A: That’s crazy, a bed in the classroom?

B: Yeah, I mean. I started when I was only 2 years old and I supposed it was for us when we were tired or sleepy, I remember sleeping in that crib.

A: So, did you used to take the school bus?

B: Yeah, Uh . . . actually First, my parents would take me to school and then, in high school, I started to commute to school on my own. I would take a bus.

A: The school bus.

B: Yeah, Well, in my country there wasn’t such a thing as a school bus, I just took a regular bus. 

As you can see, in this conversation we used the expressions well, actually and no, wait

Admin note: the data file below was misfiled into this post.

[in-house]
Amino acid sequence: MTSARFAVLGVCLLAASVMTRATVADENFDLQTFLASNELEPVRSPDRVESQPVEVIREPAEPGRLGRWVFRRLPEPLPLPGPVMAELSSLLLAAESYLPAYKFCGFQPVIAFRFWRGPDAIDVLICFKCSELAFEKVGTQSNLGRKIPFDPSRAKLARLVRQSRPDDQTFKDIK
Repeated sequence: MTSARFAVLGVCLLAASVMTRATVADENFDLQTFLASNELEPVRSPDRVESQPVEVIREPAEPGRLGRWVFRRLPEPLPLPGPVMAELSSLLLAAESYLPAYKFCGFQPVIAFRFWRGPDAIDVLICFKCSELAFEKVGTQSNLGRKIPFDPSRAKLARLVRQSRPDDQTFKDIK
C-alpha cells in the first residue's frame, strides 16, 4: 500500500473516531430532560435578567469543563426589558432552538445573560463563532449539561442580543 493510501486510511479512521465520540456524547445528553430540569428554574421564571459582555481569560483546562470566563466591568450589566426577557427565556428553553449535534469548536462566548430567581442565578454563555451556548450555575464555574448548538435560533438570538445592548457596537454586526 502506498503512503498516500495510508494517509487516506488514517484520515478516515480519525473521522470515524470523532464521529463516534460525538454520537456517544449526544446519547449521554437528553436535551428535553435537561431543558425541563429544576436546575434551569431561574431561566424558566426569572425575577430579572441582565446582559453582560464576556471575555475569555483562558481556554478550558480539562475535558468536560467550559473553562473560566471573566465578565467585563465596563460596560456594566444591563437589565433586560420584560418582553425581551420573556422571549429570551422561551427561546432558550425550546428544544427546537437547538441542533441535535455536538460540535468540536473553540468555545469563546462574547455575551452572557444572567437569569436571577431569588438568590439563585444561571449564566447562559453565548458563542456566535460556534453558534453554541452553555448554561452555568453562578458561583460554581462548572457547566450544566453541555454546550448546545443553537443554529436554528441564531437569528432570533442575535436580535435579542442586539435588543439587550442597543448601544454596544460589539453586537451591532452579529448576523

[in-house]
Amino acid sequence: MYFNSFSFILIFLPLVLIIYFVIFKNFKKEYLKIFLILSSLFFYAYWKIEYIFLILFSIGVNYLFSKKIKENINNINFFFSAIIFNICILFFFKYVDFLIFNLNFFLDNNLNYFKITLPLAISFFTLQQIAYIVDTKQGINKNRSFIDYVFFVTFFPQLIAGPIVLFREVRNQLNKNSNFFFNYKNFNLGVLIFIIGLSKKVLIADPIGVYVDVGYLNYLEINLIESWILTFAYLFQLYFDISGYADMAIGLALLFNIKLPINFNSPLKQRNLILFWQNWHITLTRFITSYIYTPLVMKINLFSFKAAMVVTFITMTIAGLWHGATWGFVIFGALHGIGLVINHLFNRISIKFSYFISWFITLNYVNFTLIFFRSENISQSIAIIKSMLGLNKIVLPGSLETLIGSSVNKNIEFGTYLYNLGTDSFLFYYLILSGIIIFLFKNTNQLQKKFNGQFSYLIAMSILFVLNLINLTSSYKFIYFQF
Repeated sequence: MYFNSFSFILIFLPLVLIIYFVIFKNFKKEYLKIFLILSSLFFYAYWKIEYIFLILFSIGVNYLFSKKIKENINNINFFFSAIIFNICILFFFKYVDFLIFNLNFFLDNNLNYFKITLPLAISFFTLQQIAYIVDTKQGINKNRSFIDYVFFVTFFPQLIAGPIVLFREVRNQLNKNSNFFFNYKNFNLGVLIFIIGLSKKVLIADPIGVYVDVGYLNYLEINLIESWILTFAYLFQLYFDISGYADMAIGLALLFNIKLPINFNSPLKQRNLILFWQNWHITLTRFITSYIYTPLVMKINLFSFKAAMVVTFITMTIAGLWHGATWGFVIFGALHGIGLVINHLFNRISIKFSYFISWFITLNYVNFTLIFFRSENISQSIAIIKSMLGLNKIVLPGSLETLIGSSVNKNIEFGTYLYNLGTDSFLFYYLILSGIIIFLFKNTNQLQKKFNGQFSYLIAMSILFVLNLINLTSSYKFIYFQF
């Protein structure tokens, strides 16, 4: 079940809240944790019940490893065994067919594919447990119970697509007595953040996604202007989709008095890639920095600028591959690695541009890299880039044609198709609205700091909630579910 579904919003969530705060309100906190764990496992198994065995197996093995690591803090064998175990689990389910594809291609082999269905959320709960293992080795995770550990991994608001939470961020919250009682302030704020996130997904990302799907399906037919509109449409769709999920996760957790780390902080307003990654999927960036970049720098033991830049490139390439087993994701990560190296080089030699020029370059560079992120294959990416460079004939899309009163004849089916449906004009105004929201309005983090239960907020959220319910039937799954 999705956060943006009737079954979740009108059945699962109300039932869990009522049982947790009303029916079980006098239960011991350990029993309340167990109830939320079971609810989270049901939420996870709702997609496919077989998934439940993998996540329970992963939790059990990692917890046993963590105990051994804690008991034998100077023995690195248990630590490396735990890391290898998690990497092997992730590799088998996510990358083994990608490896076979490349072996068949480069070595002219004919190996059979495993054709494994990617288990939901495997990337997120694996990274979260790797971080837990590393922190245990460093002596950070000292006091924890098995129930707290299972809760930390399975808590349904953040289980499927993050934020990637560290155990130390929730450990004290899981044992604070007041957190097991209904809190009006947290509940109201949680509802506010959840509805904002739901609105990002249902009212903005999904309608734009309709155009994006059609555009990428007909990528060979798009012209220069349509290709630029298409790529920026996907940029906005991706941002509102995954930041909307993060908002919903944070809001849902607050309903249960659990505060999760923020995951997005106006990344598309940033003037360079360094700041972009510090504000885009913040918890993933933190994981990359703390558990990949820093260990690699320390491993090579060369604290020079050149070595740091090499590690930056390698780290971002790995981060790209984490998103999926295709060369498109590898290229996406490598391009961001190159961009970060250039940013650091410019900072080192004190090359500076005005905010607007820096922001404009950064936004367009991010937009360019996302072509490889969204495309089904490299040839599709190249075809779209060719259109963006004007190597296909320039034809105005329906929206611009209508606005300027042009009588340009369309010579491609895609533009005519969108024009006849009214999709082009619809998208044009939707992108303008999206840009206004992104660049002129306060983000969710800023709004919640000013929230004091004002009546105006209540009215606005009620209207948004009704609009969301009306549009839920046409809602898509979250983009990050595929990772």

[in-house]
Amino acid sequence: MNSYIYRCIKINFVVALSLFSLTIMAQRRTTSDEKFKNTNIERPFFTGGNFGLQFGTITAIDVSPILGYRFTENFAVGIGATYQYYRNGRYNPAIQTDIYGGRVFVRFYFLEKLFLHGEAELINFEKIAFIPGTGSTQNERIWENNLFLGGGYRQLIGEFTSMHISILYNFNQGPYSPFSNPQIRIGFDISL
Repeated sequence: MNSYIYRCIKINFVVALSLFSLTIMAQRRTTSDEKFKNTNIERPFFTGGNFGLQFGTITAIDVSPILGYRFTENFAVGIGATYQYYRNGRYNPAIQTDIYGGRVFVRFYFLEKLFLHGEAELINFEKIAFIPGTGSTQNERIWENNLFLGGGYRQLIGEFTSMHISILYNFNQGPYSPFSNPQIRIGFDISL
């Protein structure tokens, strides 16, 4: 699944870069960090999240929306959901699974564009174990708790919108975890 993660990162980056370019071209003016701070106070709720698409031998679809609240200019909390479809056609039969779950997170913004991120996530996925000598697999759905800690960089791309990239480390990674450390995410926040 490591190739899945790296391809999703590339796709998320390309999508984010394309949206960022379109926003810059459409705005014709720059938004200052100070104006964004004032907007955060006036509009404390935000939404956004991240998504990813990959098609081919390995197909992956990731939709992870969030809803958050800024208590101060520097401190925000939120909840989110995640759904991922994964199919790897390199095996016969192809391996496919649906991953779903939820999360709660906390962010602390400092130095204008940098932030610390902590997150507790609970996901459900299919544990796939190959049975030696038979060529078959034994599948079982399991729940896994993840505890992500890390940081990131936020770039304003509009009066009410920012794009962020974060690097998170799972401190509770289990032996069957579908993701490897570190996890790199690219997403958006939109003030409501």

At first I said “I was 4 years old in the photo”, but then I remembered I was actually 3 when that photo was taken so I said No, wait and then the corrected the information No, wait. I was 3.

When I was asked if I remembered much about kindergarten, I said Not really but then I said “Well, I remember my first day of class…” Well indicates there’s a correction.

Then I said there was a tiny bed in my classroom, but it wasn’t really a bed but a crib, so I corrected the information using Well. Well, it wasn’t a bed, it was more a little crib.

*A crib is a bed for a baby or young child, with bars on the side to stop the baby from falling out.

After that Chris asked me if I used to take the school bus, I said Yeah, Uh…  actuallyfirst, my parents would take me to school and then, in high school, I started to commute to school on my own.  In this case I’m using actually to correct information.